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The course catalogue will tell you that this course is about an "Introduction to the theoretical and practical aspects of the Digital Humanities, including the historical and ongoing debates over its boundaries, methodologies, objectives and values." I suppose that's more or less correct. Doesn't actually tell us much about what 'dh' is about. Let us turn to the web: 

defining dh memedata/captalizard

Well, still no good answer, which is great, for it gives us much territory to explore. I'm loathe to define DH. But I will say this much:  it's not just about tool use or shiny new digital toys applied to humanities-type materials. It is also about exploring what our tools do to us. I would suggest that's the more important aspect. Archaeology teaches us that our things help make us us as much as we make our things. What kind of a world are we building? There is no such thing as 'data'. There are only 'capta'. We will read, and we will make. We will build!

Let us begin.

Introduction to the Course

Required materials


DH is public facing. As such, a certain amount of what you'll be assessed on will be your public engagement with DH materials.  But there's public, and then there's public:

Wondermark 'Sea Lion' Comic


There's also the question of the authenticity of the exercise if I force you to do it in public. That's a really important issue that we need to discuss.  

For all public-facing work, you may use a psuedonymn for everything that leaves a trace on the internet, if you so desire. Just let me know who you are! There is value in using your real name, and I strongly suggest you look into reclaiming your digital identity; but what is safe for me as a middle-aged white man to do online is not safe for everyone. You have the right to not have any public facing work at all; we will arrive at an equitable solution that meets the learning objectives of this course.

In class work:     

      pointing finger seminar 20%

Public facing work (subject to any provisions arrived at in the previous paragrah):

      pointing finger assignments 40%

      pointing finger tool tutorial. 10%      

      pointing finger community building pass/fail (ie, you don't do this, you don't complete the course)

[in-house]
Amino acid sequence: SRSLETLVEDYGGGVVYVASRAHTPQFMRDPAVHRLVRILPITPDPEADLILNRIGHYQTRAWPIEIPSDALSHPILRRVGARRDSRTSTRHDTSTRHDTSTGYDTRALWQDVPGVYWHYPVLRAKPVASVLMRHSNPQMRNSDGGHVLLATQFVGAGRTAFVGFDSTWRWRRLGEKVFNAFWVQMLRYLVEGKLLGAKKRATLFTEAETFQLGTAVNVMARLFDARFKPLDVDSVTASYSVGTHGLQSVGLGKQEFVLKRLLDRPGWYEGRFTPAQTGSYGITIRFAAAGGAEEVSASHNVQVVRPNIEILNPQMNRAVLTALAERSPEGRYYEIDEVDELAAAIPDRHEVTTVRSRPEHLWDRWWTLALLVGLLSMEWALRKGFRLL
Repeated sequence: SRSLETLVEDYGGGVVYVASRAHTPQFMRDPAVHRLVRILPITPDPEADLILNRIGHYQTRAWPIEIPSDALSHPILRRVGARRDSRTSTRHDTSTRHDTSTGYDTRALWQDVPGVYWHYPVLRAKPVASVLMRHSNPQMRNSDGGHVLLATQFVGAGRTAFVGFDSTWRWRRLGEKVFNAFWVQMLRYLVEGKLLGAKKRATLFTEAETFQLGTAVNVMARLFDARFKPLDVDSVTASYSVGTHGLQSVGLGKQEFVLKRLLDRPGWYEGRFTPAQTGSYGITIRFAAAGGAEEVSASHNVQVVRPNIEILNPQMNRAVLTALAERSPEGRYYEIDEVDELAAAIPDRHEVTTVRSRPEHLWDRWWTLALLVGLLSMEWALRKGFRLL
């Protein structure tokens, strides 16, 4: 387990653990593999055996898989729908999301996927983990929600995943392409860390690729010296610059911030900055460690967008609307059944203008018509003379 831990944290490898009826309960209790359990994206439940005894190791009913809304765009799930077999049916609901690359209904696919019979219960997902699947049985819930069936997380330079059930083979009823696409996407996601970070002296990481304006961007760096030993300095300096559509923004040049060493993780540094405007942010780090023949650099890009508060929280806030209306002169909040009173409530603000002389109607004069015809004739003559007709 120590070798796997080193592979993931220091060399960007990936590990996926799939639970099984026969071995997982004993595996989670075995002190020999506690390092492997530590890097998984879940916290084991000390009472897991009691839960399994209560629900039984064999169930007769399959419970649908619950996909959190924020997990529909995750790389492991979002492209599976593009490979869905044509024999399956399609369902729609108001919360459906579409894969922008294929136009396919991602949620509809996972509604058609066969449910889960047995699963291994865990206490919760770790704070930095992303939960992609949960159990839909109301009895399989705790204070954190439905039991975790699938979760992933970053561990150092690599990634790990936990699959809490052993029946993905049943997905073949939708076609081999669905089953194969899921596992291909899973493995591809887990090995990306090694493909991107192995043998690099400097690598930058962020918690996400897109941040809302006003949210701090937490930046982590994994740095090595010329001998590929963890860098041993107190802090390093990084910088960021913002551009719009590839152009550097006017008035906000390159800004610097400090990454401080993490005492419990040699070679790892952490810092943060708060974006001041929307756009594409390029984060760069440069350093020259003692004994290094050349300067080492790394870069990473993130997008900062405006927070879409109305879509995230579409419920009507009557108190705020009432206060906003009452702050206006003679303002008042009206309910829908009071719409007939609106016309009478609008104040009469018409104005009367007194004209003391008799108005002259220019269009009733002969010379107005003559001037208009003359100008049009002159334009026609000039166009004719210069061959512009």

Final project work:

      pointing finger A DH Primer for your respective field (with Pecha Kucha presentation). 30% 

What is a tool tutorial? 

What is a seminar? 

What is an assignment? 

What is community building? 

What on earth is a 'DH Primer'?

Pecha Kucha? You're joking? Yes? No.


Please note the schedule for the speakers' series is here.

Before our first meeting on Sept 29:

Get your Github, Twitter (optional), Course site (which uses the 'Known' platform), and Slack accounts set up:

Read: Graham, On Teaching High School ; Sherrat, Unremembering the Forgotten; Posner, What's Next: The Radical, Unrealized Potential of Digital Humanities

September 29: Introduction

Getting set up with your own DH Laboratory; The principles of open access research; splitting content from form; push, pull fork & clone. See also this suite of exercises from HIST3907b. We will sort out who will do which seminars, and also the . Look over the schedule below to get a sense of which topics you'd be interested in exploring.

October 6: How we got here; 'code'

(ie, you could choose to write a tool tutorial on one of the following)

October 13 The Crowd: sourcing, milking? 

November 3 Visualization & Other Ways of 'Seeing': Design Issues & the objects of study

NB: We will meet in the Library's Discovery Centre, RM 481 today

Assignment: Colour, layout, & graphs

November 17 Maps & Digitized Space

NB: We will meet in the Library's Discovery Centre, RM 481 today

assignment: Make a map

December 1 DH Images, audio, music

(pay attention in those last two to the platform and its usage).

Projects to explore:

January 12 Text analysis

 assignment: Comparing Text Analysis Tools

January 26 Algorithmic writing: games, simulations, visualization



(I've published a bunch of stuff on these lines. I won't put them on the list, but if you're interested, look me up on Google Scholar for links).l


GG (because, games should be treated as art only when gamers find it convenient, right?)

assignment: Twine

February 9 Sustainability & Preservation

February 23 Scholarly Publishing & Collaboration & Open Access

March 8  Archives & databases


March 22 So what is DH anyway? Future DH!

  • Matthew K. Gold, ed., Debates in the Digital Humanities., Part III, "Critiquing the Digital Humanities," 139-248. 
  • Amy E. Earhart, "Can Information Be Unfettered? Race and the New Digital Humanities Canon," in Matthew K. Gold, ed., Debates in the Digital Humanities. 309-318  
  • Alan Liu, "Where is Cultural Criticism in the Digital Humanities?,"n Matthew K. Gold, ed., Debates in the Digital Humanities. 490-510.  
  • Adeline Koh. “Niceness, Building, and Opening the Genealogy of the Digital Humanities: Beyond the Social Contract of Humanities Computing.” differences (2014) 25(1): 93-106.
  • Richard Grusin, “The Dark Side of Digital Humanities: Dispatches from Two Recent MLA Conventions”. differences 2014 (25.1): 79-92.

April 5 Pecha Kucha: DH Primers Ahoy!


background image for the site: CC-BY-SA by Jake Von Slatt